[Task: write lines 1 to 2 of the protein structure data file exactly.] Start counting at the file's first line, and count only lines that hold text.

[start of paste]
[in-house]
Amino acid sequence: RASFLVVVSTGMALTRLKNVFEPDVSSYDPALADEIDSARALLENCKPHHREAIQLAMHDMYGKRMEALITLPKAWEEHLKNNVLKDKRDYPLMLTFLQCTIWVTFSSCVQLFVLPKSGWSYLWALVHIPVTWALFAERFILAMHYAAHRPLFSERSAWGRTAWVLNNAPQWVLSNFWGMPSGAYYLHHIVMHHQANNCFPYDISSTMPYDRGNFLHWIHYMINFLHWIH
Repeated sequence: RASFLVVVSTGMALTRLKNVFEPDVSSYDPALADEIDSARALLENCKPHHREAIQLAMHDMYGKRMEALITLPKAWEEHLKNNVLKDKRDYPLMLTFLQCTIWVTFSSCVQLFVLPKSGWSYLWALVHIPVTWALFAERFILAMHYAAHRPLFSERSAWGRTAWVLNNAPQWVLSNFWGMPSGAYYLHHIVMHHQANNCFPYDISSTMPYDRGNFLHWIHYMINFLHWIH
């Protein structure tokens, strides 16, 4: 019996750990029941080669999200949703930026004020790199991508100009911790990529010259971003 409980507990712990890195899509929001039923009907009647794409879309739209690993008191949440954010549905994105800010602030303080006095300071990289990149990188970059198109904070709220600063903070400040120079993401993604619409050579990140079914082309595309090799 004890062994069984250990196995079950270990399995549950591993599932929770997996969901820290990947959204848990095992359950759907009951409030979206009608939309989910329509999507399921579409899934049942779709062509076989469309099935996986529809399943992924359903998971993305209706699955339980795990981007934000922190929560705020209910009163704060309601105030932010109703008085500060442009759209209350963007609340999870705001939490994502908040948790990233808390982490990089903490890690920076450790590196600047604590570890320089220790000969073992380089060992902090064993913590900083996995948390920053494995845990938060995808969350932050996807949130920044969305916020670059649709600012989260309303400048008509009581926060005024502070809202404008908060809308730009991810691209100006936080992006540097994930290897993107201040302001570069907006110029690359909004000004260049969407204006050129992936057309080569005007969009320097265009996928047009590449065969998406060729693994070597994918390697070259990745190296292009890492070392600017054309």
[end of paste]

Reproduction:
[in-house]
Amino acid sequence: RASFLVVVSTGMALTRLKNVFEPDVSSYDPALADEIDSARALLENCKPHHREAIQLAMHDMYGKRMEALITLPKAWEEHLKNNVLKDKRDYPLMLTFLQCTIWVTFSSCVQLFVLPKSGWSYLWALVHIPVTWALFAERFILAMHYAAHRPLFSERSAWGRTAWVLNNAPQWVLSNFWGMPSGAYYLHHIVMHHQANNCFPYDISSTMPYDRGNFLHWIHYMINFLHWIH